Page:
-As an example of how these rules work together, consider the sentence ``A kshs.50 000 loan.''
+As an example of how this and the previously described rules work together, consider the sentence ``A kshs.50 000 loan.''
 
 \begin{enumerate}
 \item The initial all-encompassing token is created. 
 \\
 \tkn{A}{0:1} \tkn{kshs.50}{2:9} \tkn{000}{10:13} \tkn{loan.}{14:19}
 
-\item The Dot Splitting Rule splits the token \tkn{loan}{14:18}. 
+\item The Dot Splitting Rule splits the token \tkn{loan.}{14:19}. 
 \\
 \tkn{A}{0:1} \tkn{kshs.50}{2:9} \tkn{000}{10:13} \tkn{loan}{14:18} \tkn{.}{18:19}
 
 
 \item Finally, the Currency Abbreviation Expanding Rule expands ``KES''.
 \\
-\tkn{A}{0:1} \tkn{50,000}{7:13} \tkn{Kenyan}{} \tkn{Shilling}{} \tkn{(}{} \tkn{KES}{2:6} \tkn{)}{} \tkn{loan}{14:18} \tkn{.}{18:19} 
+\tkn{A}{0:1} \tkn{50,000}{7:13} \tkno{Kenyan} \tkno{Shilling} \tkno{(} \tkn{KES}{2:6} \tkno{)} \tkn{loan}{14:18} \tkn{.}{18:19} 
 \end{enumerate}
 
 \subsection{POS Phase Rules}
 
 \subsubsection{Sentence Boundary Detecting Rule}
 
-This rule looks for a POS tag indicating sentence-final punctuation, as well as terminating sentences when a hard newline is found.  The latter is of course generally \emph{not} a reliable indicator of a sentence boundary, but in Kiva loan description text, it is quite reliable.
+This rule looks for a POS tag indicating sentence-final punctuation, as well as terminating sentences when a hard newline is found.  The latter is of course generally \emph{not} a reliable indicator of a sentence boundary, but in Kiva loan description text, it is quite reliable.  The rule surrounds each sentence with tokens containing features indicating they are sentence delimiters.
 
 \subsection{Parsed Phase Rules}
 
 \item Pat is 1 year old.
 \end{enumerate}
 
-\flushleft{These cases have the correct pluralization, but lack one or more hyphens:}
+These cases have the correct pluralization, but lack one or more hyphens:
 
 \begin{enumerate}
 \setcounter{enumi}{3}
 
 
 \section{Future Work}
-- improve token lattice with Heart of Gold
-- pluralizing currency names
-- user-friendly GUI
-- support for other O/Ss
+Much work remains to be done before KEA is ready for a production environment.  This section summarizes the highest-priority work items.
+
+The most critical work item is to improve token lattice generated by KEA, by incorporating techniques from (or using as a standalone tokenizer) Heart of Gold's TnTpiXML module. This will improve the likelihood of successful parses from PET and also greatly reduce the parser's time and memory requirements. Doing so will also facilitate the introduction of more parse-phase rules, which are required for robust correction of syntactical errors. Automating the correction of these errors will save volunteer editors from doing a lot of mechanical work, allowing them to concentrate on the tasks that require the most human judgement.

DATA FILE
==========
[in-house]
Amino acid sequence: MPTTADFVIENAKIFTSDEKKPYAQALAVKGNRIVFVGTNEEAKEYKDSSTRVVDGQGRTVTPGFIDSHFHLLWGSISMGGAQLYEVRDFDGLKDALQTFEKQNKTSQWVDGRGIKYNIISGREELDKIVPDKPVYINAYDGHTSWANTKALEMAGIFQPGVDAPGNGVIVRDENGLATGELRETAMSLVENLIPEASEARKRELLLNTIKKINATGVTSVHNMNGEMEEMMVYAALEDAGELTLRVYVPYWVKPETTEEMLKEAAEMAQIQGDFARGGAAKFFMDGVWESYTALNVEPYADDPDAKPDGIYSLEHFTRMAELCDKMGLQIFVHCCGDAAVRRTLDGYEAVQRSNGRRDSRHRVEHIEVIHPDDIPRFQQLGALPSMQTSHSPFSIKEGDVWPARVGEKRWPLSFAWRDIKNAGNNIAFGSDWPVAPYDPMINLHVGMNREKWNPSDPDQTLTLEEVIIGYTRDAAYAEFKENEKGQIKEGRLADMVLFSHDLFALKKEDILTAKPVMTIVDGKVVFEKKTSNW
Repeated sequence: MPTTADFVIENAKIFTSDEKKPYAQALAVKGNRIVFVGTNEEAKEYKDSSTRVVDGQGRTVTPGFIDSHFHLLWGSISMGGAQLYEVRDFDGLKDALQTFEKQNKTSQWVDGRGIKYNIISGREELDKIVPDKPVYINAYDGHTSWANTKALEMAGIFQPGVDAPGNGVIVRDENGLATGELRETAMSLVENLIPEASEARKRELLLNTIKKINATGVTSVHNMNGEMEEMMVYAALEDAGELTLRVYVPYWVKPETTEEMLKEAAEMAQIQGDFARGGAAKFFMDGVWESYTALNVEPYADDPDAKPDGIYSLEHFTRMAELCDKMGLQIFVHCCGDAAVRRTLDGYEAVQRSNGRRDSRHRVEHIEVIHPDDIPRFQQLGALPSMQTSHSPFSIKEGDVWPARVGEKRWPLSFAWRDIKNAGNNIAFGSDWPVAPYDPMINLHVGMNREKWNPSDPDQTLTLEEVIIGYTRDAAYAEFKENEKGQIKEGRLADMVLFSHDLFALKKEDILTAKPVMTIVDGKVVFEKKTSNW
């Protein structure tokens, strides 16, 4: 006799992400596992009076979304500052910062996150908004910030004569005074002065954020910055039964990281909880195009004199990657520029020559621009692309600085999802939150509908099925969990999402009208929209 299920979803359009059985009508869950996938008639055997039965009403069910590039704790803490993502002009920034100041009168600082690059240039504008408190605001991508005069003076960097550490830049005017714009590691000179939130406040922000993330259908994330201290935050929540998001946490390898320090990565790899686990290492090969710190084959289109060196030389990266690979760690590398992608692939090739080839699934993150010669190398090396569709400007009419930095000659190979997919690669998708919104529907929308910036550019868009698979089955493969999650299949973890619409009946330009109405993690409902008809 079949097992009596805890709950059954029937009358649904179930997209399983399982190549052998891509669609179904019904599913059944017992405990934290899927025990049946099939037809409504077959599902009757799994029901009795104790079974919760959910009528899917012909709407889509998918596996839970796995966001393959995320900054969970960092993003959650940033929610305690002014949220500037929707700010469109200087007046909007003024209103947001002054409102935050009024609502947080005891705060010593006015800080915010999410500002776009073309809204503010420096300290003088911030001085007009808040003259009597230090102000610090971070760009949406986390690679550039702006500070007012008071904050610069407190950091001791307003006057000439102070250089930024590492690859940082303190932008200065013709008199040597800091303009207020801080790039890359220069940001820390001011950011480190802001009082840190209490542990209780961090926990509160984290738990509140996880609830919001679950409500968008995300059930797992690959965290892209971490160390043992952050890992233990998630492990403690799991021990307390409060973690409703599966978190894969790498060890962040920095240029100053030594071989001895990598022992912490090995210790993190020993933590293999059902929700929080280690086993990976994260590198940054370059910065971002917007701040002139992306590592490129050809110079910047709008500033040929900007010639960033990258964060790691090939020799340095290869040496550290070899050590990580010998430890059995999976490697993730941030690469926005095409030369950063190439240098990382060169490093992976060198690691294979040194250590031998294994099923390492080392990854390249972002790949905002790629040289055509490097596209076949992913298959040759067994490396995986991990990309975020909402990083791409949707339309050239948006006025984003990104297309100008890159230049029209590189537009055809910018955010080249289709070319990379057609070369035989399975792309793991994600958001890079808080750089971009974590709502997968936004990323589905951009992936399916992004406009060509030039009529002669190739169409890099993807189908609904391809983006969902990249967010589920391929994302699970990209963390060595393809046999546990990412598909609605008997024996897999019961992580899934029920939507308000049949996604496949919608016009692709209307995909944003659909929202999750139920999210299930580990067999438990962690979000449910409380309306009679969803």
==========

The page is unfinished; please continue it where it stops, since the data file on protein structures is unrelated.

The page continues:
+
+Another area that must be improved is KEA's user interface.  Currently it is a command-line driven program, and the author's setup uses a web-browser plugin to invoke an instance of the Emacs editor client on the loan description text in the Kiva editor's web page's TEXTAREA. The Emacs client detects its method of invocation and launches KEA, supplying the loan description text, then replaces its buffer's contents with KEA's output. Finally, when the user has completed editing the loan and closes the Emacs client, the browser plugin replaces the contents of the TEXTAREA with the edited text.
+
+While perfectly workable as a development environment, this setup is not practical for production use. To be useful to the general audience of volunteer editors, KEA must require minimal setup and operate unobtrusively. Options for doing so include using a web browser plugin to seamlessly incorporate KEA's functionality in a modified version of the loan-editing web page, or producing a standalone GUI version which uses copy-and-paste transfer with the web page.
+
+KEA currently runs only in the Linux environment, which is not widely used amongst Kiva volunteers. Therefore another critical work item is to render KEA portable and provide a simple installation package that works on Mac OS X and Windows. The challenge here will be producing TnT and PET binaries compatible with these operating systems; while source for both of these components is available and should in principal compile on any platform, ultimate success may hinge on the availablility of platform-compatible versions of the libraries on which cheap and TnT depend.
+
+Other work items are:
+\begin{itemize}
+\item Recognizing when single digits are part of an address or are being used to enumerate items in a list; these should not be spelled out but currently are.
+\item Spelling out sentence-initial numbers.
+\item Pluralizing expanded ISO currency names as appropriate.
+\end{itemize}
+